The von Willebrand factor (VWF) is a glycoprotein in the blood that plays a central role in hemostasis. Among other functions, VWF is responsible for platelet adhesion at sites of injury via its A1 domain. Its adjacent VWF domain A2 exposes a cleavage site under shear to degrade long VWF fibers in order to prevent thrombosis. Recently, it has been shown that VWF A1/A2 interactions inhibit the binding of platelets to VWF domain A1 in a force-dependent manner prior to A2 cleavage. However, whether and how this interaction also takes place in longer VWF fragments as well as the strength of this interaction in the light of typical elongation forces imposed by the shear flow of blood remained elusive. Here, we addressed these questions by using single molecule force spectroscopy (SMFS), Brownian dynamics (BD), and molecular dynamics (MD) simulations. Our SMFS measurements demonstrate that the A2 domain has the ability to bind not only to single A1 domains but also to VWF A1A2 fragments. SMFS experiments of a mutant [A2] domain, containing a disulfide bond which stabilizes the domain against unfolding, enhanced A1 binding. This observation suggests that the mutant adopts a more stable conformation for binding to A1. We found intermolecular A1/A2 interactions to be preferred over intramolecular A1/A2 interactions. Our data are also consistent with the existence of two cooperatively acting binding sites for A2 in the A1 domain. Our SMFS measurements revealed a slip-bond behavior for the A1/A2 interaction and their lifetimes were estimated for forces acting on VWF multimers at physiological shear rates using BD simulations. Complementary fitting of AFM rupture forces in the MD simulation range adequately reproduced the force response of the A1/A2 complex spanning a wide range of loading rates. In conclusion, we here characterized the auto-inhibitory mechanism of the intramolecular A1/A2 bond as a shear dependent safeguard of VWF, which prevents the interaction of VWF with platelets.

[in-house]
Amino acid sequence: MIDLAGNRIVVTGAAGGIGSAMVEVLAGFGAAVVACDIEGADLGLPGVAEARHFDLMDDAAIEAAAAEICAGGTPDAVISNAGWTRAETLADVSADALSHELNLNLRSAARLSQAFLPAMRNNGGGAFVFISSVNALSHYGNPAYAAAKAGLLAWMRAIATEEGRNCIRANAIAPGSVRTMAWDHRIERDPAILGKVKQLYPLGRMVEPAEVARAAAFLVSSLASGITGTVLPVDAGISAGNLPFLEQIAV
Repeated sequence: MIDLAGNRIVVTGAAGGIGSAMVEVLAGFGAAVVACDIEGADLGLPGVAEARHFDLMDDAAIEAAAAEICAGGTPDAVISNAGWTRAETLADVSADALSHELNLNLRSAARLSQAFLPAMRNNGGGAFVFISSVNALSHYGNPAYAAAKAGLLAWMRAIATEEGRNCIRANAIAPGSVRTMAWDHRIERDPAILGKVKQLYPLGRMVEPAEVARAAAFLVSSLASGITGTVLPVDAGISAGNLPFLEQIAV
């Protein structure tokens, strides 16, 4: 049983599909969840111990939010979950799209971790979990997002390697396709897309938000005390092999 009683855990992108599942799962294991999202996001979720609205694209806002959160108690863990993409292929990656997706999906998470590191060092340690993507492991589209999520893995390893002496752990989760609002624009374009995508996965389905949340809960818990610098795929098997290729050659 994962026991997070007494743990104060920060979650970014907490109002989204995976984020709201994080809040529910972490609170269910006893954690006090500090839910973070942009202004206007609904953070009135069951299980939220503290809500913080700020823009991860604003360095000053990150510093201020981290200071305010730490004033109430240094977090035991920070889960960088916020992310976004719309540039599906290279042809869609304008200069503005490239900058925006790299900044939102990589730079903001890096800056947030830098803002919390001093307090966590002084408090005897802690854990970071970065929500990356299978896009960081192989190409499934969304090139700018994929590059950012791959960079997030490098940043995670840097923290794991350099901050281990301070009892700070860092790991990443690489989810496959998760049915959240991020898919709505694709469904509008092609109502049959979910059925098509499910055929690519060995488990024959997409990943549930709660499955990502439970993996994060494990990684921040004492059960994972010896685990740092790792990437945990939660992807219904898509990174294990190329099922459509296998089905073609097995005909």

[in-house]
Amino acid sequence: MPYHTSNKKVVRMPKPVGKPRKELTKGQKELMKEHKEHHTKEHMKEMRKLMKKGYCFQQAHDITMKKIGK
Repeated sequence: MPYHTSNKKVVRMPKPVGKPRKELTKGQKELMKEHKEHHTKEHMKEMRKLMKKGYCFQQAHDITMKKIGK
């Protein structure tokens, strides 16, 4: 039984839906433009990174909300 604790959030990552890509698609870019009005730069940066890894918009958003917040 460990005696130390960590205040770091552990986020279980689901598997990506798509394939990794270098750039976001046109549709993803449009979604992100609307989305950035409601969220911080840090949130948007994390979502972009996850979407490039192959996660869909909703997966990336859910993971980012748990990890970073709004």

Chtcheglova L.A.,Center for Advanced Bioanalysis GmbH
Methods in molecular biology (Clifton, N.J.) | Year: 2013

One of the challenging tasks in molecular cell biology is to identify and localize specific binding sites on biological samples with high spatial accuracy (in order of several nm). During the past 5 years, simultaneous topography and recognition imaging (TREC) has become a powerful AFM-based technique for quick and easy high-resolution receptor mapping. In this chapter, we provide a flavor of TREC application on vascular endothelial cells by describing the detailed procedures for all stages of the experiment from tip and sample preparations through the operating principles and visualization.


PubMed | Center for Advanced Bioanalysis GmbH
Type: | Journal: Methods in molecular biology (Clifton, N.J.) | Year: 2012

One of the challenging tasks in molecular cell biology is to identify and localize specific binding sites on biological samples with high spatial accuracy (in order of several nm). During the past 5 years, simultaneous topography and recognition imaging (TREC) has become a powerful AFM-based technique for quick and easy high-resolution receptor mapping. In this chapter, we provide a flavor of TREC application on vascular endothelial cells by describing the detailed procedures for all stages of the experiment from tip and sample preparations through the operating principles and visualization.